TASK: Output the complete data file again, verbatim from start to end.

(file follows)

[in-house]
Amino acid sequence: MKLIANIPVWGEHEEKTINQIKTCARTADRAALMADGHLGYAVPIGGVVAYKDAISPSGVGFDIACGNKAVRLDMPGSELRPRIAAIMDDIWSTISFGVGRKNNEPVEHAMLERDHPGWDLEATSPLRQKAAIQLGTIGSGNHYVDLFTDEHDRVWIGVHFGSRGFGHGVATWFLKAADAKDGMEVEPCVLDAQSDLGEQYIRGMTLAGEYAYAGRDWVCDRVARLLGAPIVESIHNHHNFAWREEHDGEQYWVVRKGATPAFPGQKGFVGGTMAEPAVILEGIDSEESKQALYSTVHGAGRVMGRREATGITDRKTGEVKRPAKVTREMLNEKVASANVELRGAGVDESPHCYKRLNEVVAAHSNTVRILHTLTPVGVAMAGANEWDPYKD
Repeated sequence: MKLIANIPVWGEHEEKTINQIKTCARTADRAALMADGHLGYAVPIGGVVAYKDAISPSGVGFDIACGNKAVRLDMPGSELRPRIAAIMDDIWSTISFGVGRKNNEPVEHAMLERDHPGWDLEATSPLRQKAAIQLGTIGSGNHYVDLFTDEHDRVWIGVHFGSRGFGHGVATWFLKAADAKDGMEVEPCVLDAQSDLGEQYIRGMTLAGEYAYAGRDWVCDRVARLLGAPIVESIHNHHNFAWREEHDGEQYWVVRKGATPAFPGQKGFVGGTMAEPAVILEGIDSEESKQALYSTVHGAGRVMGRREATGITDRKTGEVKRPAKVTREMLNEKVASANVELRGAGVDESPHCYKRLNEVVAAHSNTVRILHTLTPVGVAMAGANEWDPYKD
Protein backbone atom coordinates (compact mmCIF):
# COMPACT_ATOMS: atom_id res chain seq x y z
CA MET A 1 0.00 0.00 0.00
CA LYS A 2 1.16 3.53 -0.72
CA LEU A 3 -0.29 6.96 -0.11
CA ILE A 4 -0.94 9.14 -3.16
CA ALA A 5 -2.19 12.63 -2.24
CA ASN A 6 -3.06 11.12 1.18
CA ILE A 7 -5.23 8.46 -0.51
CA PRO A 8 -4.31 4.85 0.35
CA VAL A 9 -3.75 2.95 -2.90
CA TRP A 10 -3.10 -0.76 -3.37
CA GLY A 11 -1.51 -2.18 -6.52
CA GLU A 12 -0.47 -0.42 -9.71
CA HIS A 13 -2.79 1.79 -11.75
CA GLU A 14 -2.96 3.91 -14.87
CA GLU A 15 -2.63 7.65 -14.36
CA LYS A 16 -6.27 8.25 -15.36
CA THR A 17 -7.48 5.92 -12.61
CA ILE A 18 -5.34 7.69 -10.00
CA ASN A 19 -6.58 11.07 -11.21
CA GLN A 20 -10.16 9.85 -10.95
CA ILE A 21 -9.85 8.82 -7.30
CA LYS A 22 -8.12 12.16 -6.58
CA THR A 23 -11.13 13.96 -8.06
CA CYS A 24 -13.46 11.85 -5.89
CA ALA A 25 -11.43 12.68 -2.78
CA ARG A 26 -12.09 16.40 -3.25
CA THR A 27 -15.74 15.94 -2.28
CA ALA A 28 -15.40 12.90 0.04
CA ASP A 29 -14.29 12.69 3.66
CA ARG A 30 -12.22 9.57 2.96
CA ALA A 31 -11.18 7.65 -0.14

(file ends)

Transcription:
[in-house]
Amino acid sequence: MKLIANIPVWGEHEEKTINQIKTCARTADRAALMADGHLGYAVPIGGVVAYKDAISPSGVGFDIACGNKAVRLDMPGSELRPRIAAIMDDIWSTISFGVGRKNNEPVEHAMLERDHPGWDLEATSPLRQKAAIQLGTIGSGNHYVDLFTDEHDRVWIGVHFGSRGFGHGVATWFLKAADAKDGMEVEPCVLDAQSDLGEQYIRGMTLAGEYAYAGRDWVCDRVARLLGAPIVESIHNHHNFAWREEHDGEQYWVVRKGATPAFPGQKGFVGGTMAEPAVILEGIDSEESKQALYSTVHGAGRVMGRREATGITDRKTGEVKRPAKVTREMLNEKVASANVELRGAGVDESPHCYKRLNEVVAAHSNTVRILHTLTPVGVAMAGANEWDPYKD
Repeated sequence: MKLIANIPVWGEHEEKTINQIKTCARTADRAALMADGHLGYAVPIGGVVAYKDAISPSGVGFDIACGNKAVRLDMPGSELRPRIAAIMDDIWSTISFGVGRKNNEPVEHAMLERDHPGWDLEATSPLRQKAAIQLGTIGSGNHYVDLFTDEHDRVWIGVHFGSRGFGHGVATWFLKAADAKDGMEVEPCVLDAQSDLGEQYIRGMTLAGEYAYAGRDWVCDRVARLLGAPIVESIHNHHNFAWREEHDGEQYWVVRKGATPAFPGQKGFVGGTMAEPAVILEGIDSEESKQALYSTVHGAGRVMGRREATGITDRKTGEVKRPAKVTREMLNEKVASANVELRGAGVDESPHCYKRLNEVVAAHSNTVRILHTLTPVGVAMAGANEWDPYKD
Protein backbone atom coordinates (compact mmCIF):
# COMPACT_ATOMS: atom_id res chain seq x y z
CA MET A 1 0.00 0.00 0.00
CA LYS A 2 1.16 3.53 -0.72
CA LEU A 3 -0.29 6.96 -0.11
CA ILE A 4 -0.94 9.14 -3.16
CA ALA A 5 -2.19 12.63 -2.24
CA ASN A 6 -3.06 11.12 1.18
CA ILE A 7 -5.23 8.46 -0.51
CA PRO A 8 -4.31 4.85 0.35
CA VAL A 9 -3.75 2.95 -2.90
CA TRP A 10 -3.10 -0.76 -3.37
CA GLY A 11 -1.51 -2.18 -6.52
CA GLU A 12 -0.47 -0.42 -9.71
CA HIS A 13 -2.79 1.79 -11.75
CA GLU A 14 -2.96 3.91 -14.87
CA GLU A 15 -2.63 7.65 -14.36
CA LYS A 16 -6.27 8.25 -15.36
CA THR A 17 -7.48 5.92 -12.61
CA ILE A 18 -5.34 7.69 -10.00
CA ASN A 19 -6.58 11.07 -11.21
CA GLN A 20 -10.16 9.85 -10.95
CA ILE A 21 -9.85 8.82 -7.30
CA LYS A 22 -8.12 12.16 -6.58
CA THR A 23 -11.13 13.96 -8.06
CA CYS A 24 -13.46 11.85 -5.89
CA ALA A 25 -11.43 12.68 -2.78
CA ARG A 26 -12.09 16.40 -3.25
CA THR A 27 -15.74 15.94 -2.28
CA ALA A 28 -15.40 12.90 0.04
CA ASP A 29 -14.29 12.69 3.66
CA ARG A 30 -12.22 9.57 2.96
CA ALA A 31 -11.18 7.65 -0.14